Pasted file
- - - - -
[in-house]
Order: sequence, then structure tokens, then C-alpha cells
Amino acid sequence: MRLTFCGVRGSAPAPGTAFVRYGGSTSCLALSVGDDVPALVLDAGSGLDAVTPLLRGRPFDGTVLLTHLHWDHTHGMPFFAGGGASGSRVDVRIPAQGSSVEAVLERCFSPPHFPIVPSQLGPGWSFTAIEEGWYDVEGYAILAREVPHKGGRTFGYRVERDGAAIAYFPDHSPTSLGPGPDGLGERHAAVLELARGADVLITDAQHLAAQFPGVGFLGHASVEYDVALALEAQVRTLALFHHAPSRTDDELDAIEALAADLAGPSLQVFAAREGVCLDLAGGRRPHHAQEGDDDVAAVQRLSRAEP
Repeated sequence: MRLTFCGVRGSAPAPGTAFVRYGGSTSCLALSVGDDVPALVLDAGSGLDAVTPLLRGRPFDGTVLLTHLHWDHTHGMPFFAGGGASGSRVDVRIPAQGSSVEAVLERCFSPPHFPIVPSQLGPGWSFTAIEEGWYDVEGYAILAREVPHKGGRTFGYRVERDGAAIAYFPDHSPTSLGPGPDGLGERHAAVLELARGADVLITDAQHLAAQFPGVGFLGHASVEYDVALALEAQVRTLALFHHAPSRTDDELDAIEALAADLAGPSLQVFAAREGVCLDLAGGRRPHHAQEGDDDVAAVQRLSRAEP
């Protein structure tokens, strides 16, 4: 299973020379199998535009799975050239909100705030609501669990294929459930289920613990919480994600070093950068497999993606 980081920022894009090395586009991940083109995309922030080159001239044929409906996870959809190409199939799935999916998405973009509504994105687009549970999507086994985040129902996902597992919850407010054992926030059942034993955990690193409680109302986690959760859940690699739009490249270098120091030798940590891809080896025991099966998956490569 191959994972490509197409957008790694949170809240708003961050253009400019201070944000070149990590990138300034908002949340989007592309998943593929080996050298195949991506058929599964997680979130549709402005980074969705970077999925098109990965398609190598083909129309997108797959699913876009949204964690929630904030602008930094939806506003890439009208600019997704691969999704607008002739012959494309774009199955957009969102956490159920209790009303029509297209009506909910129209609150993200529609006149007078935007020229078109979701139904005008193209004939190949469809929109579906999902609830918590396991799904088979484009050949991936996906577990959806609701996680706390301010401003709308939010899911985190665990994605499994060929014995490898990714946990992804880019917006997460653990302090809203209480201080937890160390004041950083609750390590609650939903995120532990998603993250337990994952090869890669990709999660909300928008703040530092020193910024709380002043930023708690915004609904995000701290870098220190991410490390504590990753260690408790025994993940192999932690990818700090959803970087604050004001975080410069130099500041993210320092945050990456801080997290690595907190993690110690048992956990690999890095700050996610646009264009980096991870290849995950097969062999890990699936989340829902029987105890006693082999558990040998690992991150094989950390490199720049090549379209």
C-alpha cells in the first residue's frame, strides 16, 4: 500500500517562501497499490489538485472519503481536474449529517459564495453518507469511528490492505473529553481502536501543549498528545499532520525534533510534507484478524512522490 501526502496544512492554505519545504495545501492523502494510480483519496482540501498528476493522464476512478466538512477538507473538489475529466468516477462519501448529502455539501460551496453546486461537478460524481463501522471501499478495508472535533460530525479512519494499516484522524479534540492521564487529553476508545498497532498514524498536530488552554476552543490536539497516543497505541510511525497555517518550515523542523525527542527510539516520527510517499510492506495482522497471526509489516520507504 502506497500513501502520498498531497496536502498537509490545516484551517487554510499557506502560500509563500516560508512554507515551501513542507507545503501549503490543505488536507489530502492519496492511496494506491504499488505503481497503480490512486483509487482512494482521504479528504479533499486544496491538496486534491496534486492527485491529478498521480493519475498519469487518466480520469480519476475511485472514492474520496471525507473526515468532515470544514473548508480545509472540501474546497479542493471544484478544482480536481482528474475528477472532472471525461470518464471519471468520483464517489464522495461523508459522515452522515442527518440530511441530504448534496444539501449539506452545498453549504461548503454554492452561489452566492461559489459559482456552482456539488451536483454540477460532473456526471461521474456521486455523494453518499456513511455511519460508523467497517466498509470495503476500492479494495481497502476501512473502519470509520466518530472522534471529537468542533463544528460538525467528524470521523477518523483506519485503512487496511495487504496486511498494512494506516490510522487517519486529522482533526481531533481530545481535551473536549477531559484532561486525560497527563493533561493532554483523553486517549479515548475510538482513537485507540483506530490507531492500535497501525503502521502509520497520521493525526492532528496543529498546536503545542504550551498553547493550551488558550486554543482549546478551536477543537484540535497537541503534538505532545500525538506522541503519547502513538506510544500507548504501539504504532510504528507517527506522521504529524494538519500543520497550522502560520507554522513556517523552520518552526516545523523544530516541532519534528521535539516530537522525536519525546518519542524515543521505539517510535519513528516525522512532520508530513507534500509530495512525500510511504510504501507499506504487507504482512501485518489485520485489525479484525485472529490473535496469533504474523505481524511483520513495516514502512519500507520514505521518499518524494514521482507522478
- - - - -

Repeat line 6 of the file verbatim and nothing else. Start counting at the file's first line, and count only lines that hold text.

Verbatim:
C-alpha cells in the first residue's frame, strides 16, 4: 500500500517562501497499490489538485472519503481536474449529517459564495453518507469511528490492505473529553481502536501543549498528545499532520525534533510534507484478524512522490 501526502496544512492554505519545504495545501492523502494510480483519496482540501498528476493522464476512478466538512477538507473538489475529466468516477462519501448529502455539501460551496453546486461537478460524481463501522471501499478495508472535533460530525479512519494499516484522524479534540492521564487529553476508545498497532498514524498536530488552554476552543490536539497516543497505541510511525497555517518550515523542523525527542527510539516520527510517499510492506495482522497471526509489516520507504 502506497500513501502520498498531497496536502498537509490545516484551517487554510499557506502560500509563500516560508512554507515551501513542507507545503501549503490543505488536507489530502492519496492511496494506491504499488505503481497503480490512486483509487482512494482521504479528504479533499486544496491538496486534491496534486492527485491529478498521480493519475498519469487518466480520469480519476475511485472514492474520496471525507473526515468532515470544514473548508480545509472540501474546497479542493471544484478544482480536481482528474475528477472532472471525461470518464471519471468520483464517489464522495461523508459522515452522515442527518440530511441530504448534496444539501449539506452545498453549504461548503454554492452561489452566492461559489459559482456552482456539488451536483454540477460532473456526471461521474456521486455523494453518499456513511455511519460508523467497517466498509470495503476500492479494495481497502476501512473502519470509520466518530472522534471529537468542533463544528460538525467528524470521523477518523483506519485503512487496511495487504496486511498494512494506516490510522487517519486529522482533526481531533481530545481535551473536549477531559484532561486525560497527563493533561493532554483523553486517549479515548475510538482513537485507540483506530490507531492500535497501525503502521502509520497520521493525526492532528496543529498546536503545542504550551498553547493550551488558550486554543482549546478551536477543537484540535497537541503534538505532545500525538506522541503519547502513538506510544500507548504501539504504532510504528507517527506522521504529524494538519500543520497550522502560520507554522513556517523552520518552526516545523523544530516541532519534528521535539516530537522525536519525546518519542524515543521505539517510535519513528516525522512532520508530513507534500509530495512525500510511504510504501507499506504487507504482512501485518489485520485489525479484525485472529490473535496469533504474523505481524511483520513495516514502512519500507520514505521518499518524494514521482507522478